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Ohio auditor wants to curb Medicaid fraud with bonds

Pointing to millions of dollars in unpaid debts owed by Medicaid providers, state Auditor Dave Yost says Ohio should require surety bonds so the state can more easily recover fraudulent or over payments.

Former state auditor Betty Montgomery recommended a limited use of surety bonds — 12 years ago — in a 2006 top to bottom review of Ohio Medicaid.

Medicaid is a state and federally funded health care program that pays for half of the births in Ohio and the majority of nursing home care, reimburses 110,000 providers, covers 3-million Ohioans and consumes 39 percent of the state budget. The program has received $134 billion in state and federal money since 2011.

RELATED: Hundreds rally at Statehouse to support Kasich’s veto on Medicaid

Auditors look for red flags and then do examinations to determine whether the money is properly spent. Over the past seven years, auditors flagged $33.3 million in over payments to 121 providers and a follow-up analysis of 60 of those providers have paid back just $1.9 million of $19.7 million owed.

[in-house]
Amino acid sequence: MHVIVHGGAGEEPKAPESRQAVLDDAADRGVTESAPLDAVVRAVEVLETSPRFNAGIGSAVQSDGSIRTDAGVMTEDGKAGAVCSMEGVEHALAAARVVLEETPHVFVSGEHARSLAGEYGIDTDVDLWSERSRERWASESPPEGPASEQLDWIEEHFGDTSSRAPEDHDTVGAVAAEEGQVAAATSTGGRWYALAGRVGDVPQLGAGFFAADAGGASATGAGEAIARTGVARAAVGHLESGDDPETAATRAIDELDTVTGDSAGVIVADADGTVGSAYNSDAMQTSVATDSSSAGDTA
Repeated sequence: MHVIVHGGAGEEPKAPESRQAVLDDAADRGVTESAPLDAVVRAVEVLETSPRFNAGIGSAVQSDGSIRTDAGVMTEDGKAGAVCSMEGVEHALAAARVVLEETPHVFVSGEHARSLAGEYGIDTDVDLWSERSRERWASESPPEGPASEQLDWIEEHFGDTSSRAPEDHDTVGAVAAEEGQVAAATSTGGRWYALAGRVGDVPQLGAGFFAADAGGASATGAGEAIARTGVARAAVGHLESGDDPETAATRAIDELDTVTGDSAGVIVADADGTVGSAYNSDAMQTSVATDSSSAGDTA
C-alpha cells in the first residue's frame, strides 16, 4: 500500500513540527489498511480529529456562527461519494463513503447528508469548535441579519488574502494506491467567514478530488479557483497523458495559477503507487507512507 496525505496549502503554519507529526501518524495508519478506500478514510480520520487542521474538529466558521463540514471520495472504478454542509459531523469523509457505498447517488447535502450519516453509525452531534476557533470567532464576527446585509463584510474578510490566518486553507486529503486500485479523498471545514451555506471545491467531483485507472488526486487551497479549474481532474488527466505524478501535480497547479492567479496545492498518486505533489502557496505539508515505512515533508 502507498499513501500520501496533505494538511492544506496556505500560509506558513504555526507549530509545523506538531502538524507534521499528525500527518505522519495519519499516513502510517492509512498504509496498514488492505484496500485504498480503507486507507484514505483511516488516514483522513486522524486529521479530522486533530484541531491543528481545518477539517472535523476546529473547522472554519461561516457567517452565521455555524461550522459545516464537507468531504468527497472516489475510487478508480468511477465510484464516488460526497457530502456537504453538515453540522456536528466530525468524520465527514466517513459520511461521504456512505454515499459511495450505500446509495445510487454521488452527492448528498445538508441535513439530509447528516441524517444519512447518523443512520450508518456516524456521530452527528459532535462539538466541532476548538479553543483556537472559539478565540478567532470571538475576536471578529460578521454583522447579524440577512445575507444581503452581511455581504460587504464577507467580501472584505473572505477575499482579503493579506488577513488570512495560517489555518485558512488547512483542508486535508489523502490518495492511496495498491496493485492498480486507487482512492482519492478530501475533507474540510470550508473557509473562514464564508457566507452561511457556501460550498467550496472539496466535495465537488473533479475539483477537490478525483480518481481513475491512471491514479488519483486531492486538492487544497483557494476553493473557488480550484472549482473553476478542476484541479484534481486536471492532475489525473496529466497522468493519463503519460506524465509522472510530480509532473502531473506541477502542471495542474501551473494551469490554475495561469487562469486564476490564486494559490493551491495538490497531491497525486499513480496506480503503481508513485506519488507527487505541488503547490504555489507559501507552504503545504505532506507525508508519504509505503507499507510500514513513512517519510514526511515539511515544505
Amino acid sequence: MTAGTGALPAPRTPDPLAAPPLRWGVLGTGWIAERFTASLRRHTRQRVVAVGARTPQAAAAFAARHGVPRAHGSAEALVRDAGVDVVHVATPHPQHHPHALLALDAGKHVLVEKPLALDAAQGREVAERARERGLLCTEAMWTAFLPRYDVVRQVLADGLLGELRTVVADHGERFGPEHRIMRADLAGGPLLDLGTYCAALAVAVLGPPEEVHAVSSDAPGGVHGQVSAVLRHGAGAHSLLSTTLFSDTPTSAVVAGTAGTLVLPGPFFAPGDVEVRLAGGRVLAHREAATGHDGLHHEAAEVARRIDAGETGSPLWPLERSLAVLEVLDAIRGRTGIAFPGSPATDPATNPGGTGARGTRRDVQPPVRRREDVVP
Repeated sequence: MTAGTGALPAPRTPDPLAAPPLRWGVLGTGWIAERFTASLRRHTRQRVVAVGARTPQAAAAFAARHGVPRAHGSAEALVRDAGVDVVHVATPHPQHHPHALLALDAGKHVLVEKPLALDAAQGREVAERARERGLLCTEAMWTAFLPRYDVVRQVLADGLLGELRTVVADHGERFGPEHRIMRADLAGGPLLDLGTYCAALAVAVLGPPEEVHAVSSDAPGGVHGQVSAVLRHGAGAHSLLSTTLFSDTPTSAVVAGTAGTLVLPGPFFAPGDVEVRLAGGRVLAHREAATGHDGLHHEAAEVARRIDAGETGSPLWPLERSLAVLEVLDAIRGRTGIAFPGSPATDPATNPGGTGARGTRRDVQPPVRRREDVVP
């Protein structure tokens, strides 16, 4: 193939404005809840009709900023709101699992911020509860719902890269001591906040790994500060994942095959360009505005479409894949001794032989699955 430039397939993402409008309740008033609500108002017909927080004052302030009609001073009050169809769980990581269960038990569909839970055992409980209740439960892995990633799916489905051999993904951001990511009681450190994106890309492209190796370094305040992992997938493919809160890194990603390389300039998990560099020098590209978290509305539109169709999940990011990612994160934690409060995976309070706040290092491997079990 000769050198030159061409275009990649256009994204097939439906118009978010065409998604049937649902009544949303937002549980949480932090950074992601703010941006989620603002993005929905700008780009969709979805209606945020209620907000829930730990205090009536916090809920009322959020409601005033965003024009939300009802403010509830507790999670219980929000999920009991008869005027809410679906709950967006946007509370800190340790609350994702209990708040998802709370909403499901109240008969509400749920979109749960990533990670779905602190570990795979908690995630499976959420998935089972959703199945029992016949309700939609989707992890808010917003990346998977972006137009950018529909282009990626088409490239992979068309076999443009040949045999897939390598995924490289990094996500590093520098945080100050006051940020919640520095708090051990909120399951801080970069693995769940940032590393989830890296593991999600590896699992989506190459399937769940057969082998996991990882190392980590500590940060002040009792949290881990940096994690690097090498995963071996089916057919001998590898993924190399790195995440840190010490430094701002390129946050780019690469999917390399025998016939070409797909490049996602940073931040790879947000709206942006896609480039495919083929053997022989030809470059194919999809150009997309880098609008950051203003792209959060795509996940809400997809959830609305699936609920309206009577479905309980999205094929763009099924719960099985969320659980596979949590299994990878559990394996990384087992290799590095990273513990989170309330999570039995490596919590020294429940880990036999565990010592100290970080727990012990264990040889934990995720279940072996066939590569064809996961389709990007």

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Yost’s team found instances of Medicaid transportation companies employing drivers without valid licenses, home health care aides without basic first aid training and other problems.

“For too long, dishonest providers have exploited vulnerabilities in the Medicaid program with little consequence,” Yost said.

Related: Should Medicaid come with work requirements? Ohio says yes

Yost is backing a bill sponsored by state Sen. Peggy Lehner, R-Kettering, to require surety bonds — insurance mandated for Medicaid providers in Indiana, Texas, New York and Florida. Yost said he’d like to see lawmakers adopt Senate Bill 218 by the end of the year.

Among the Medicaid provider examinations done in the Miami Valley since 2011, Yost found $4.57-million in fraudulent or improper payments made to 10 providers, including six independent nurses and two medical transportation companies. Healing Touch Healthcare LLC in Montgomery County was found to owe $3.7 million, according to Yost.

Debt collection is the responsibility of the Ohio Attorney General — an office Yost is running for against Democrat Steve Dettelbach.

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